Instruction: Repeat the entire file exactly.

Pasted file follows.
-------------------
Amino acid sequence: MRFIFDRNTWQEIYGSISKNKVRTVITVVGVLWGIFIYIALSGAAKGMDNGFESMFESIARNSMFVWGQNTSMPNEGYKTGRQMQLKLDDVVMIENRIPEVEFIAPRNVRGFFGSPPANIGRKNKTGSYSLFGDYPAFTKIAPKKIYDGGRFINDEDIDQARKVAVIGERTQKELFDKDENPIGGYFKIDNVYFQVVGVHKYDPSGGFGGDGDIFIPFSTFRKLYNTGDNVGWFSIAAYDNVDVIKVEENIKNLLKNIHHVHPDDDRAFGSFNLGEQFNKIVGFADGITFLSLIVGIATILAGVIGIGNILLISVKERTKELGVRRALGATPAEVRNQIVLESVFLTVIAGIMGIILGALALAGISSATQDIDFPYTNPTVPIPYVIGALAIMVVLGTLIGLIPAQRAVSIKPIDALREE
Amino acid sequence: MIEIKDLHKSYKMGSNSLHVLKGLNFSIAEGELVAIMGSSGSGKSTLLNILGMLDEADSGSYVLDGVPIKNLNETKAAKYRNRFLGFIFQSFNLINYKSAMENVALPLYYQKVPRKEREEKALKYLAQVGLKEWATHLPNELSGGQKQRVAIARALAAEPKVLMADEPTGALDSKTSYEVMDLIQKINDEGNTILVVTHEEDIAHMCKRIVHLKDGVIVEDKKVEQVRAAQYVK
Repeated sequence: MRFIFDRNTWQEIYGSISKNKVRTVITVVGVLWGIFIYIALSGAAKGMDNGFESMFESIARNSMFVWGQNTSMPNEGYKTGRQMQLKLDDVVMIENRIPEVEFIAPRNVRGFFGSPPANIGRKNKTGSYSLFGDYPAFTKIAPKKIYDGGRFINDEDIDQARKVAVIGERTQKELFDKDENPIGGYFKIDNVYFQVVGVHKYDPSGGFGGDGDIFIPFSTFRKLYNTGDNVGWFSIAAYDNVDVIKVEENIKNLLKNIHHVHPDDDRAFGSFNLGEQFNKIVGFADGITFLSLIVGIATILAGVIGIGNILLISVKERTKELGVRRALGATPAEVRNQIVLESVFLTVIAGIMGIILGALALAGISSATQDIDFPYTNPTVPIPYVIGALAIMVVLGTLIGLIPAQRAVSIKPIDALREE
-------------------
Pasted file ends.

Amino acid sequence: MRFIFDRNTWQEIYGSISKNKVRTVITVVGVLWGIFIYIALSGAAKGMDNGFESMFESIARNSMFVWGQNTSMPNEGYKTGRQMQLKLDDVVMIENRIPEVEFIAPRNVRGFFGSPPANIGRKNKTGSYSLFGDYPAFTKIAPKKIYDGGRFINDEDIDQARKVAVIGERTQKELFDKDENPIGGYFKIDNVYFQVVGVHKYDPSGGFGGDGDIFIPFSTFRKLYNTGDNVGWFSIAAYDNVDVIKVEENIKNLLKNIHHVHPDDDRAFGSFNLGEQFNKIVGFADGITFLSLIVGIATILAGVIGIGNILLISVKERTKELGVRRALGATPAEVRNQIVLESVFLTVIAGIMGIILGALALAGISSATQDIDFPYTNPTVPIPYVIGALAIMVVLGTLIGLIPAQRAVSIKPIDALREE
Amino acid sequence: MIEIKDLHKSYKMGSNSLHVLKGLNFSIAEGELVAIMGSSGSGKSTLLNILGMLDEADSGSYVLDGVPIKNLNETKAAKYRNRFLGFIFQSFNLINYKSAMENVALPLYYQKVPRKEREEKALKYLAQVGLKEWATHLPNELSGGQKQRVAIARALAAEPKVLMADEPTGALDSKTSYEVMDLIQKINDEGNTILVVTHEEDIAHMCKRIVHLKDGVIVEDKKVEQVRAAQYVK
Repeated sequence: MRFIFDRNTWQEIYGSISKNKVRTVITVVGVLWGIFIYIALSGAAKGMDNGFESMFESIARNSMFVWGQNTSMPNEGYKTGRQMQLKLDDVVMIENRIPEVEFIAPRNVRGFFGSPPANIGRKNKTGSYSLFGDYPAFTKIAPKKIYDGGRFINDEDIDQARKVAVIGERTQKELFDKDENPIGGYFKIDNVYFQVVGVHKYDPSGGFGGDGDIFIPFSTFRKLYNTGDNVGWFSIAAYDNVDVIKVEENIKNLLKNIHHVHPDDDRAFGSFNLGEQFNKIVGFADGITFLSLIVGIATILAGVIGIGNILLISVKERTKELGVRRALGATPAEVRNQIVLESVFLTVIAGIMGIILGALALAGISSATQDIDFPYTNPTVPIPYVIGALAIMVVLGTLIGLIPAQRAVSIKPIDALREE